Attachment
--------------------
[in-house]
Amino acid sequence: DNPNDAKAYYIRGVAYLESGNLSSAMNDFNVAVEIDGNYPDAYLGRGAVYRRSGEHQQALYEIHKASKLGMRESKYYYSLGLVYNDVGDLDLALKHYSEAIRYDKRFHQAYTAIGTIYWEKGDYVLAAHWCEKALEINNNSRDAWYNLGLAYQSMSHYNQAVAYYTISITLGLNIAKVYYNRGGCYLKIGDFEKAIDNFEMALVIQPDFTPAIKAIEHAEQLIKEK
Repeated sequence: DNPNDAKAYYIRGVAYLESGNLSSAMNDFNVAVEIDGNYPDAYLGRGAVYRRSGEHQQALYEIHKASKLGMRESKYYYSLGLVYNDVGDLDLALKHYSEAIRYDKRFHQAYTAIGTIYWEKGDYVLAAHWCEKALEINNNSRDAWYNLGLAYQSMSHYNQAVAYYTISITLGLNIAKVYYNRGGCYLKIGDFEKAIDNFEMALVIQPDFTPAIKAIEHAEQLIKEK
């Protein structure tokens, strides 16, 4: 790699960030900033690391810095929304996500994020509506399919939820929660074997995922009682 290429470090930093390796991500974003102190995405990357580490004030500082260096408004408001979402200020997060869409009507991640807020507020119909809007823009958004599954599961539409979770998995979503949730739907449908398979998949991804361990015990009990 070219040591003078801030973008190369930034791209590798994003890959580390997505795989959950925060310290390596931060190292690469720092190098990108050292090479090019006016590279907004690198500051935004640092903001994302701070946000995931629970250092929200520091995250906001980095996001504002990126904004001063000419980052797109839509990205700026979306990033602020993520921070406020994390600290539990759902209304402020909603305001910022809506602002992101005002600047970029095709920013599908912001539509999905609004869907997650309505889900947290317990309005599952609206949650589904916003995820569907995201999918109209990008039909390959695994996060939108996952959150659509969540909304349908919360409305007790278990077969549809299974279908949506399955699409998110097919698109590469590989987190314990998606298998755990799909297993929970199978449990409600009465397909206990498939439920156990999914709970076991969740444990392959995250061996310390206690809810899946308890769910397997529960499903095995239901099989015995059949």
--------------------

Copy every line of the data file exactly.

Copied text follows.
[in-house]
Amino acid sequence: DNPNDAKAYYIRGVAYLESGNLSSAMNDFNVAVEIDGNYPDAYLGRGAVYRRSGEHQQALYEIHKASKLGMRESKYYYSLGLVYNDVGDLDLALKHYSEAIRYDKRFHQAYTAIGTIYWEKGDYVLAAHWCEKALEINNNSRDAWYNLGLAYQSMSHYNQAVAYYTISITLGLNIAKVYYNRGGCYLKIGDFEKAIDNFEMALVIQPDFTPAIKAIEHAEQLIKEK
Repeated sequence: DNPNDAKAYYIRGVAYLESGNLSSAMNDFNVAVEIDGNYPDAYLGRGAVYRRSGEHQQALYEIHKASKLGMRESKYYYSLGLVYNDVGDLDLALKHYSEAIRYDKRFHQAYTAIGTIYWEKGDYVLAAHWCEKALEINNNSRDAWYNLGLAYQSMSHYNQAVAYYTISITLGLNIAKVYYNRGGCYLKIGDFEKAIDNFEMALVIQPDFTPAIKAIEHAEQLIKEK
């Protein structure tokens, strides 16, 4: 790699960030900033690391810095929304996500994020509506399919939820929660074997995922009682 290429470090930093390796991500974003102190995405990357580490004030500082260096408004408001979402200020997060869409009507991640807020507020119909809007823009958004599954599961539409979770998995979503949730739907449908398979998949991804361990015990009990 070219040591003078801030973008190369930034791209590798994003890959580390997505795989959950925060310290390596931060190292690469720092190098990108050292090479090019006016590279907004690198500051935004640092903001994302701070946000995931629970250092929200520091995250906001980095996001504002990126904004001063000419980052797109839509990205700026979306990033602020993520921070406020994390600290539990759902209304402020909603305001910022809506602002992101005002600047970029095709920013599908912001539509999905609004869907997650309505889900947290317990309005599952609206949650589904916003995820569907995201999918109209990008039909390959695994996060939108996952959150659509969540909304349908919360409305007790278990077969549809299974279908949506399955699409998110097919698109590469590989987190314990998606298998755990799909297993929970199978449990409600009465397909206990498939439920156990999914709970076991969740444990392959995250061996310390206690809810899946308890769910397997529960499903095995239901099989015995059949």